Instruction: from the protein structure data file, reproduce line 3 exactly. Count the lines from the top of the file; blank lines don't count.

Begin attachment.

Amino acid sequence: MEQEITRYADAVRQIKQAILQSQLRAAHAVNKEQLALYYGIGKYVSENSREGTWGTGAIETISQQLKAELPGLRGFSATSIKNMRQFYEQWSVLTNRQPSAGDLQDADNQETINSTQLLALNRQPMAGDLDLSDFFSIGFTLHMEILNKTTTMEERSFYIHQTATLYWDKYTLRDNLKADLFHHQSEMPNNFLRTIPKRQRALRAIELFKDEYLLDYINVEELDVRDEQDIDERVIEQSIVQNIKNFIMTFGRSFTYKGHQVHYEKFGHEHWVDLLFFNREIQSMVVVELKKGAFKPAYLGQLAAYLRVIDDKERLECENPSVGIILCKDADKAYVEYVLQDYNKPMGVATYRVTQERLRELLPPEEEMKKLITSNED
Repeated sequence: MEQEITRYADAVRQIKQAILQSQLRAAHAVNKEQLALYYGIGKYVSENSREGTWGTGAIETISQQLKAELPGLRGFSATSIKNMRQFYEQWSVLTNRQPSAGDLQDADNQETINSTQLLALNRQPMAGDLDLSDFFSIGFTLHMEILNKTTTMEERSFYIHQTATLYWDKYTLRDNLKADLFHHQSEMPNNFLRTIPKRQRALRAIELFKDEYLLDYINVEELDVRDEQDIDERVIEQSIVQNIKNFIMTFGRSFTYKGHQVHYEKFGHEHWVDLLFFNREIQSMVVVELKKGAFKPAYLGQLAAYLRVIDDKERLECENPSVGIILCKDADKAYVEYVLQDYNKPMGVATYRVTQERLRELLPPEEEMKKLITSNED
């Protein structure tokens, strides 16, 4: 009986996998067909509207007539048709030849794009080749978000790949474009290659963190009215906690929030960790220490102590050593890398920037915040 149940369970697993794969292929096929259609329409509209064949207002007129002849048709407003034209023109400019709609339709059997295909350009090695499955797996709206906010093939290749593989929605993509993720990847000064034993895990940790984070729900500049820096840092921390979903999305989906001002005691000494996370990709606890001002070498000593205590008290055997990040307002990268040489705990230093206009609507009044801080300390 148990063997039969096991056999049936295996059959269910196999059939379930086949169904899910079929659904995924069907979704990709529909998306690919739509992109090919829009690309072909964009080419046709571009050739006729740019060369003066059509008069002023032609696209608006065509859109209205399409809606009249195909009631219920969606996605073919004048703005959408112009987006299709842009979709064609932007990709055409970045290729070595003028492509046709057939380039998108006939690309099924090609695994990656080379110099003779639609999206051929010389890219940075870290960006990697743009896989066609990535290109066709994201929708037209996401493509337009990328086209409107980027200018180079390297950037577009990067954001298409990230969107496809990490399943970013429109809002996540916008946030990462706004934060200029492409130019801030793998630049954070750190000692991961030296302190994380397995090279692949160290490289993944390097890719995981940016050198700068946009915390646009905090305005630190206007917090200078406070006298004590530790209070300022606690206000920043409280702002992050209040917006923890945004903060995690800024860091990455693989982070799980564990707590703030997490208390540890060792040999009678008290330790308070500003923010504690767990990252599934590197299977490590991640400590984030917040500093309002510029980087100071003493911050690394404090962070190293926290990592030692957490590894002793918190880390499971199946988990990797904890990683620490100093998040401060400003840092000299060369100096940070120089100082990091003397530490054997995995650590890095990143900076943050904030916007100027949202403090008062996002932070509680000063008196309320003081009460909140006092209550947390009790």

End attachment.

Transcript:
């Protein structure tokens, strides 16, 4: 009986996998067909509207007539048709030849794009080749978000790949474009290659963190009215906690929030960790220490102590050593890398920037915040 149940369970697993794969292929096929259609329409509209064949207002007129002849048709407003034209023109400019709609339709059997295909350009090695499955797996709206906010093939290749593989929605993509993720990847000064034993895990940790984070729900500049820096840092921390979903999305989906001002005691000494996370990709606890001002070498000593205590008290055997990040307002990268040489705990230093206009609507009044801080300390 148990063997039969096991056999049936295996059959269910196999059939379930086949169904899910079929659904995924069907979704990709529909998306690919739509992109090919829009690309072909964009080419046709571009050739006729740019060369003066059509008069002023032609696209608006065509859109209205399409809606009249195909009631219920969606996605073919004048703005959408112009987006299709842009979709064609932007990709055409970045290729070595003028492509046709057939380039998108006939690309099924090609695994990656080379110099003779639609999206051929010389890219940075870290960006990697743009896989066609990535290109066709994201929708037209996401493509337009990328086209409107980027200018180079390297950037577009990067954001298409990230969107496809990490399943970013429109809002996540916008946030990462706004934060200029492409130019801030793998630049954070750190000692991961030296302190994380397995090279692949160290490289993944390097890719995981940016050198700068946009915390646009905090305005630190206007917090200078406070006298004590530790209070300022606690206000920043409280702002992050209040917006923890945004903060995690800024860091990455693989982070799980564990707590703030997490208390540890060792040999009678008290330790308070500003923010504690767990990252599934590197299977490590991640400590984030917040500093309002510029980087100071003493911050690394404090962070190293926290990592030692957490590894002793918190880390499971199946988990990797904890990683620490100093998040401060400003840092000299060369100096940070120089100082990091003397530490054997995995650590890095990143900076943050904030916007100027949202403090008062996002932070509680000063008196309320003081009460909140006092209550947390009790």